Somebody’s Child

This articulates very well the feelings I had a couple of years ago when a friend’s child was being drummed out of his Secondary school for his ‘bad’ behaviour. It always seemed to me that while he was certainly not completely innocent of any wrong-doing that his behaviour wasn’t quite so bad as the repeated suspensions and finally expulsion meted out would suggest. I felt that the school were making an example of him, possibly to the benefit of many, but at the cost of one individual boy – that they had lost sight of the fact that this boy was a CHILD.

Freeing the Angel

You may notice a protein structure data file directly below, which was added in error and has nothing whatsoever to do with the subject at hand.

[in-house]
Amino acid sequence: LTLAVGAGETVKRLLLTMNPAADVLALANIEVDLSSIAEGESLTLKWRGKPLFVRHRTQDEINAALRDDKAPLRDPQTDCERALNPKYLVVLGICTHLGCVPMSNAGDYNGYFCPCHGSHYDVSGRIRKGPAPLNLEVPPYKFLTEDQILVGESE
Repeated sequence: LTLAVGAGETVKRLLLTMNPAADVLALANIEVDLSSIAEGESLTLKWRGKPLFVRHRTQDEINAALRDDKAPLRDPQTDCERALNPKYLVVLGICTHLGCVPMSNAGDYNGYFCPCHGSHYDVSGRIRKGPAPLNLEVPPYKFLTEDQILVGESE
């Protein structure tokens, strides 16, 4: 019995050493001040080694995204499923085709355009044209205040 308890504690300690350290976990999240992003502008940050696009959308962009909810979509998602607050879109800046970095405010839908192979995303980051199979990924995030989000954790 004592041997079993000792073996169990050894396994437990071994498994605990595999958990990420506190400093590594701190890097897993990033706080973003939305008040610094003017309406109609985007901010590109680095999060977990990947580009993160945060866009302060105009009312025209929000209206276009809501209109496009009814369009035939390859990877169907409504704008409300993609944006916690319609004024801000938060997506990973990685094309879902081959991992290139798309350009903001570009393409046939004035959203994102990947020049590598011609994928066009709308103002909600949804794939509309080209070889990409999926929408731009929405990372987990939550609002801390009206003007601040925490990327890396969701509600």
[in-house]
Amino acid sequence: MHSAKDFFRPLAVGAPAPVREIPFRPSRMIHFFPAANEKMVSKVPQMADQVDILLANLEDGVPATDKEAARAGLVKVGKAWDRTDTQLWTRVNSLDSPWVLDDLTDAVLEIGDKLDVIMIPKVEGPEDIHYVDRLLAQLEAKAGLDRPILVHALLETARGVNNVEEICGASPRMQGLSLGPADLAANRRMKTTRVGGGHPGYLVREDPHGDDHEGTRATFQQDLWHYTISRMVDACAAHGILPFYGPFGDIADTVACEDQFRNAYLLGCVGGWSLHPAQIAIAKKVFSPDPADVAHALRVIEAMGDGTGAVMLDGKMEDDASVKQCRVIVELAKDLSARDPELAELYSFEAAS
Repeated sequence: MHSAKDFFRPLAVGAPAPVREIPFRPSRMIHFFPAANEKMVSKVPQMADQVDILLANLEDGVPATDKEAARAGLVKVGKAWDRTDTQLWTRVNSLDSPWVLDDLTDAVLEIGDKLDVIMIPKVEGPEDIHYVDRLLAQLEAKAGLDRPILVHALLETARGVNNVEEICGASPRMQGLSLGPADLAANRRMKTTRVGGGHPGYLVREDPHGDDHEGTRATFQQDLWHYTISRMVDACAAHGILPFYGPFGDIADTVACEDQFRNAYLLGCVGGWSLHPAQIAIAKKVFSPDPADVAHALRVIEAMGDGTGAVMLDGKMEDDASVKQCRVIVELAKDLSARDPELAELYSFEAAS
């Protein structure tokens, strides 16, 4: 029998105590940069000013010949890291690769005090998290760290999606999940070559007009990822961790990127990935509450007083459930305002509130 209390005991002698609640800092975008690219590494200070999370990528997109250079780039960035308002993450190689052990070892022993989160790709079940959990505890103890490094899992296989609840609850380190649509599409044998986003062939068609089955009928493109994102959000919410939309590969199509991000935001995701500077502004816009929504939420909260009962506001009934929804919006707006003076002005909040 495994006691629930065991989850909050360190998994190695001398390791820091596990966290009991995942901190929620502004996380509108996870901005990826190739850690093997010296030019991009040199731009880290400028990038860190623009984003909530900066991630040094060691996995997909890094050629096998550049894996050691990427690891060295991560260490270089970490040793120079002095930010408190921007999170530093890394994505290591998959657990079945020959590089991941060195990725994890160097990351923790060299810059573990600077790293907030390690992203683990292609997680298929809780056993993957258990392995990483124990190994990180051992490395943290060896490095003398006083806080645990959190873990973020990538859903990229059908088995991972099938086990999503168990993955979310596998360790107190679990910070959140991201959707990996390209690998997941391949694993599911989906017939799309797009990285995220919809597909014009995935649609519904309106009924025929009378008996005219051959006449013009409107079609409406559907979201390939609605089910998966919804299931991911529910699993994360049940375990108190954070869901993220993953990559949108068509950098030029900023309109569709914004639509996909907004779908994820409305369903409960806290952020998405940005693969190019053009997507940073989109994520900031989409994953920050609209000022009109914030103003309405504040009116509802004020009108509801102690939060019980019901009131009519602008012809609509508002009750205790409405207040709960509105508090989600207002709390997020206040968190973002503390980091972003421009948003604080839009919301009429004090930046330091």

One of the most striking differences for me between teaching in primary, and teaching in secondary, is the depth of the relationship that we can develop with each child. This is not to apportion blame: it is a simple fact of mathematics. In primary, those 30 children very quickly became ‘my class’. In secondary, those 250 children very quickly became ‘that tricky Year 9’ or ‘my favourite Year 7 group’. In secondary you get a flavour of what it is like for primary teachers, when you work with a GCSE or A Level class, or when you have your own form group. But it is still not quite the same. In primary you get to meet the parents each day, as they wait to pick up their children: there is no escaping the fact that they come from a family. In secondary, your first contact might be at a parents’…

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